There’s an aura of mystery surrounding exactly what bonus abuse is. Some affiliates have dealt with losing depositing players due the operator claiming they were bonus hunters. So what exactly is bonus abuse and what do affiliates need to know about it?

Bonus Business

Casinos use bonuses in multiple ways to attract more play to their games. There are deposit bonuses aimed to acquire new players as well as rewards bonuses designed to motivate existing players to keep playing.

Almost all forms of online gaming bonuses have “play through” requirements listed in their terms and conditions. Casinos design these requirements to make sure that a player wagers a certain amount of action before they have the green light to cash out their bonus money. This protects the casinos from an onslaught of abuse from players who show up to grab the bonus and leave.

Crossing the Line

So when does an action by a player legitimately cross the line into the territory of “bonus abuse”? The scenarios might not be as numerous as you’d imagine.

As “rmeeuwsen” points out in a bonus abuse discussion on our forums, a player simply using optimal strategies to derive as much value as possible from the bonus is not abuse.

If a player finds that a bonus’s terms and conditions make it mathematically profitable for them to make static-sized bets in low house-edge games in order to exploit a known statistical outcome, that is not bonus abuse. The player may have been opportunistic with the structure of the casino’s bonus, but they should not be flagged for bonus abuse.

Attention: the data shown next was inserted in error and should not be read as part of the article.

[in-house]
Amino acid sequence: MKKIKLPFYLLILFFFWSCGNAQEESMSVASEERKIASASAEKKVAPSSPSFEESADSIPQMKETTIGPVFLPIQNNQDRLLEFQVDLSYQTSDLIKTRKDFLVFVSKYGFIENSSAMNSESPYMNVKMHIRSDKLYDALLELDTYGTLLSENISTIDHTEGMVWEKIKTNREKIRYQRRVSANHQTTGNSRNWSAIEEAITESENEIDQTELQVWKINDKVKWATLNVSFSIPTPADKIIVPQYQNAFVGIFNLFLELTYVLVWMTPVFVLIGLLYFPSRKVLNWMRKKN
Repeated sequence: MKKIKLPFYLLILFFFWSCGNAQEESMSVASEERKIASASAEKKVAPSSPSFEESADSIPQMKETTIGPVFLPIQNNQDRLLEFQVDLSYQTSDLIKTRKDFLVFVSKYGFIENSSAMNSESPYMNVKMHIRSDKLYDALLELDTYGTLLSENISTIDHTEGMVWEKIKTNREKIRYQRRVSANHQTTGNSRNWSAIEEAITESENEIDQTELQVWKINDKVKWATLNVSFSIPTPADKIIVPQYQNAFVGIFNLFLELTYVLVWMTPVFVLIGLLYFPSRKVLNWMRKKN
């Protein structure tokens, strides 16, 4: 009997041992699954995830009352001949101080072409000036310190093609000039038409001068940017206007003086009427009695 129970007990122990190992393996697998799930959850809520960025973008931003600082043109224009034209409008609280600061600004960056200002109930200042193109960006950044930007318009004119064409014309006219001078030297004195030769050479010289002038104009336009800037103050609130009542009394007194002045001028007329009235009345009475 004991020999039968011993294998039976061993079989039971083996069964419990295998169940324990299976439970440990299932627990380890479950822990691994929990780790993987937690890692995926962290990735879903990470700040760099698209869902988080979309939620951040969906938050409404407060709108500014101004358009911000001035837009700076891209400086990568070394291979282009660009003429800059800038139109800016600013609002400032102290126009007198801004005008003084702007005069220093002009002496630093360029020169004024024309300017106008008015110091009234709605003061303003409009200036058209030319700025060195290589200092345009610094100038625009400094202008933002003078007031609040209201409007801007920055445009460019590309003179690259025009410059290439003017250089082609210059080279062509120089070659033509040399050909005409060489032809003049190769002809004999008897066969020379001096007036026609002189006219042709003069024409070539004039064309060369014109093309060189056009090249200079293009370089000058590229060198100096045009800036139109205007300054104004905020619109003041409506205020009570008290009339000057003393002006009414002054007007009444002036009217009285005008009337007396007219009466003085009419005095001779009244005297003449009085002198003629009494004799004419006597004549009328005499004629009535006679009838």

True “abuse” occurs when the terms and conditions have been explicitly violated. For example, if a player creates multiple accounts to take advantage of a slot machine “free spin” promotion, they should be flagged for bonus abuse as a result of violating the terms and conditions.

When Casinos Screw-Up

Sometimes the only entity casinos have to blame for a bonus through which players profit is themselves. When a casino sets low wagering requirements on their bonuses, players may be able to exploit them to earn a statistically expected profit by wagering the minimum on a low house-edge game like blackjack.

Bonuses are a tricky balance for casino operators. They want to entice players into action without exposing themselves to savvy bonus grinders or alienating players through impossible wagering requirements.

When rogue casinos decide to invalidate a player’s winnings by tagging them for bonus abuse, it should be of concern to affiliates everywhere. For this reason, it is important to communicate with your affiliate manager when a player is tagged for bonus abuse. Make sure the casino’s definition of “bonus abuse” is reasonable.


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